Co-Founder of Levitt & Sons
"Any damn fool can build homes. What counts is how many you can sell for how little."-William Levitt
Like many brilliant entrepreneurs, William Levitt didn't come up with the idea that made him rich. He stole it. Although it is true that Levitt perfected the assembly-line approach that enabled his workers to churn out houses at an incredible rate, long-forgotten developers in California had been doing something similar for years. Levitt's true genius was that he foresaw the unprecedented demand for middle-class housing that followed World War II, and by applying a panoply of assembly-line techniques to housing construction, positioned himself to make the most of the situation. His unique vision of a planned community with well-built but affordable houses jump-started the suburbanization of America and dramatically changed the way homebuilders built and homebuyers bought.
Ironically, the man who would become known as the "Pioneer of Suburbs" never intended to be a builder. His dream was to be a commercial aviator. But he drifted into the housing business after his father, Abraham, and brother, Alfred, designed and built a house on a lot William owned but had been unable to sell. With a house on the lot, William quickly made the sale. Realizing a good thing when he saw it, he immediately joined forces with his father and brother to form Levitt & Sons in 1929.
With Abraham handling the landscaping and community planning, Alfred designing the homes and William dealing with management, financial matters and sales, the company experienced moderate success throughout the 1930s. By the end of the decade, Levitt & Sons had built 2,500 homes ranging in price from $9,100 to $18,500.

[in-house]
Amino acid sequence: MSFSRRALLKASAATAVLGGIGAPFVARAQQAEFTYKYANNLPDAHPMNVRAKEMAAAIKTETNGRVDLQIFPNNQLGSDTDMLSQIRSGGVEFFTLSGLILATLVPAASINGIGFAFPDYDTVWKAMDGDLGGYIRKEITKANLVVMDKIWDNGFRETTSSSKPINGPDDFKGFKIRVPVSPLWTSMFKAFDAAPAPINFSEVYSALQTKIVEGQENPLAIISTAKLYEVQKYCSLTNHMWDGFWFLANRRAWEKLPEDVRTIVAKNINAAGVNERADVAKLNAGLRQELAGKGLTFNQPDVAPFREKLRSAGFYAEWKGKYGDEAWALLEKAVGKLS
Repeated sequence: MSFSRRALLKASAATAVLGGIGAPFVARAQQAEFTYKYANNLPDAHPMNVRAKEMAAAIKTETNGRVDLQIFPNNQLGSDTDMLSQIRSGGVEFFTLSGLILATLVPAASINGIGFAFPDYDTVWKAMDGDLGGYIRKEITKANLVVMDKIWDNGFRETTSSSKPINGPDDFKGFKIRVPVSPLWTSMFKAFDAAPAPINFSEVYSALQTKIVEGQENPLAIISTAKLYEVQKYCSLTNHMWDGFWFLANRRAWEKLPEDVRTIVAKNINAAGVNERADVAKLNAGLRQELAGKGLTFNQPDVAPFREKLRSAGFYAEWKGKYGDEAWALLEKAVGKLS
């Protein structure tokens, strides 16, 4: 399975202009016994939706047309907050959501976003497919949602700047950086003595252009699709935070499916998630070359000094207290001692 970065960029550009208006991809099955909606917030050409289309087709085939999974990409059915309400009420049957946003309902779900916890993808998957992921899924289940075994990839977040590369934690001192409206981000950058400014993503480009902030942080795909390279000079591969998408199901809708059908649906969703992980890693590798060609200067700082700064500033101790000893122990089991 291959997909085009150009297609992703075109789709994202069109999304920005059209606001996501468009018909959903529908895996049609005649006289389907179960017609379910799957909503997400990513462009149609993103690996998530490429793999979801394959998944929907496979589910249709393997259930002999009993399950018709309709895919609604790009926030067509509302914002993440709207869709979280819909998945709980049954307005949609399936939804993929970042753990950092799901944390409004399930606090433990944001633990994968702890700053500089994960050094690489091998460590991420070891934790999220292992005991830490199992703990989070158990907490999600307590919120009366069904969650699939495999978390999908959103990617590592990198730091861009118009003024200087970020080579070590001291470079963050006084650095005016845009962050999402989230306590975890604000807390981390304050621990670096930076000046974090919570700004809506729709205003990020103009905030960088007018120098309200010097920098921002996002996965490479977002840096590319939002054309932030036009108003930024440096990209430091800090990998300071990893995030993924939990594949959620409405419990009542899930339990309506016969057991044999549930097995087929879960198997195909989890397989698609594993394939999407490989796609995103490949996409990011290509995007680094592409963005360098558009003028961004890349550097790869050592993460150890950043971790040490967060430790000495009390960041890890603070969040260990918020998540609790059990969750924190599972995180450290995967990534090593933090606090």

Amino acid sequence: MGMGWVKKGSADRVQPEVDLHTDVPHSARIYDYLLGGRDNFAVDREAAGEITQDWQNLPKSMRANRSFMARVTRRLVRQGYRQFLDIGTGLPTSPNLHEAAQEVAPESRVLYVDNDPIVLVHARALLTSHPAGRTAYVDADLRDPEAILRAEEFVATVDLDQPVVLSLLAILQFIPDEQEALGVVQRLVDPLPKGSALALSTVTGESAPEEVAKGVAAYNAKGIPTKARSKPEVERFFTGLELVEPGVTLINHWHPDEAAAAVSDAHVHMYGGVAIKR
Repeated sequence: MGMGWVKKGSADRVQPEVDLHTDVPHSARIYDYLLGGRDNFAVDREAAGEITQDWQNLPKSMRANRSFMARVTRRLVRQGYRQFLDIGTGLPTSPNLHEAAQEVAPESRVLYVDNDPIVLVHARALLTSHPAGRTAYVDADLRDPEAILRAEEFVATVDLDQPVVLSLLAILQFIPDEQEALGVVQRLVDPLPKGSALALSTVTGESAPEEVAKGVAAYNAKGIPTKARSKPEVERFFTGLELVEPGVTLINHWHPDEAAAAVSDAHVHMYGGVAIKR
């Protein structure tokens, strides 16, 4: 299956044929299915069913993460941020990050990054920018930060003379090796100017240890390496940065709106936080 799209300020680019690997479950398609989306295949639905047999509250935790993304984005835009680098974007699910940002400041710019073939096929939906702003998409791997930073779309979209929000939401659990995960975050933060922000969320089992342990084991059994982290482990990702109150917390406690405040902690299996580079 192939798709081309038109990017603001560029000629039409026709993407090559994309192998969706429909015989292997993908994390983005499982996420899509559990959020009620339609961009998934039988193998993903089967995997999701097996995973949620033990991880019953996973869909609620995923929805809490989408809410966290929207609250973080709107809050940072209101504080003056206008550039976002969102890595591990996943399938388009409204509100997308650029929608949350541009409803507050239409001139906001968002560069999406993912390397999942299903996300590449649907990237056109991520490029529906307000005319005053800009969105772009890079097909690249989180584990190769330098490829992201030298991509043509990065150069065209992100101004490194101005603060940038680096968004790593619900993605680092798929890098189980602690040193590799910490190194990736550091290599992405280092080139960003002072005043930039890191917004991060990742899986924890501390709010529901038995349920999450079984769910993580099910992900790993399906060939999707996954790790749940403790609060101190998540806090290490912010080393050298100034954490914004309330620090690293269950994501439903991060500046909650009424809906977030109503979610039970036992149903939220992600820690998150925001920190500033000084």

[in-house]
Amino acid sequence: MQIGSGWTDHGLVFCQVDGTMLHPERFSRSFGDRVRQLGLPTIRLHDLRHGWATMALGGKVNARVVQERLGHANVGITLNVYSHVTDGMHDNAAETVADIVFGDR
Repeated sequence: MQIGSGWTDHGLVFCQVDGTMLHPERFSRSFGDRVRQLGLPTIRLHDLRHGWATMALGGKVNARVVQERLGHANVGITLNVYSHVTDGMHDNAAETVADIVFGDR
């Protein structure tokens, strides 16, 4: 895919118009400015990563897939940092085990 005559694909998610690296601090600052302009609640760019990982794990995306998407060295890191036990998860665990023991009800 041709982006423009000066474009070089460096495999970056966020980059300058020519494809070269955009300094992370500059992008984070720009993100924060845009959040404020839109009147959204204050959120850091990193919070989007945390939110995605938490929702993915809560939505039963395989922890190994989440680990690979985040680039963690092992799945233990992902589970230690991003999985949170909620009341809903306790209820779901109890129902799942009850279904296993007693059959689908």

When World War II erupted, William put his business career on hold to serve in the Pacific with one of the Navy's Seabee combat construction units, where he earned a reputation for bending rules and even disobeying orders if it would help him accomplish his objectives.
Shortly after William returned to the family business in 1945, the company entered its greatest era of success. Millions of newly liberated GIs, many with wives and children, were eager to buy homes. Unfortunately, wartime shortages had crippled the housing industry, and there simply weren't enough homes to meet the demand. Sensing a tremendous opportunity, the Levitts purchased 1,000 acres of land on Long Island, 25 miles east of Manhattan, and embarked on a bold venture to build 17,000 homes. It was quite an optimistic goal at a time when most developers averaged four to five houses a year. But the Levitts had a plan.
They broke down the construction process into 27 separate tasks and assigned each task to a group of workers who would go from house to house repeating their specific task at each building site. Trucks would deliver parts and materials to homesites placed at 60-foot intervals. Then the carpenters, tilers, painters and roofers arrived each in turn. There was even one employee who did nothing but bolt washing machines to the floors. When the process was in high gear, houses were completed at the rate of as many as 36 per day. (Even at that pace, Levitt was hard-pressed to keep up with demand. During the first weekend of building, Levitt sold more than 300 houses.)
To keep down lumber costs, the Levitts bought their own forests and built a sawmill in Oregon. They purchased appliances directly from the manufacturer, cutting out the distributor's markup. They even made their own nails. The Levitts' methods kept costs so low that in the first few years, their cookie-cutter two-bedroom houses-which featured fireplaces, radiant-heated floors, up-to-date kitchen equipment, laundry rooms and televisions-could be sold for just $7,900.a price that still allowed the Levitts a profit of about $1,000.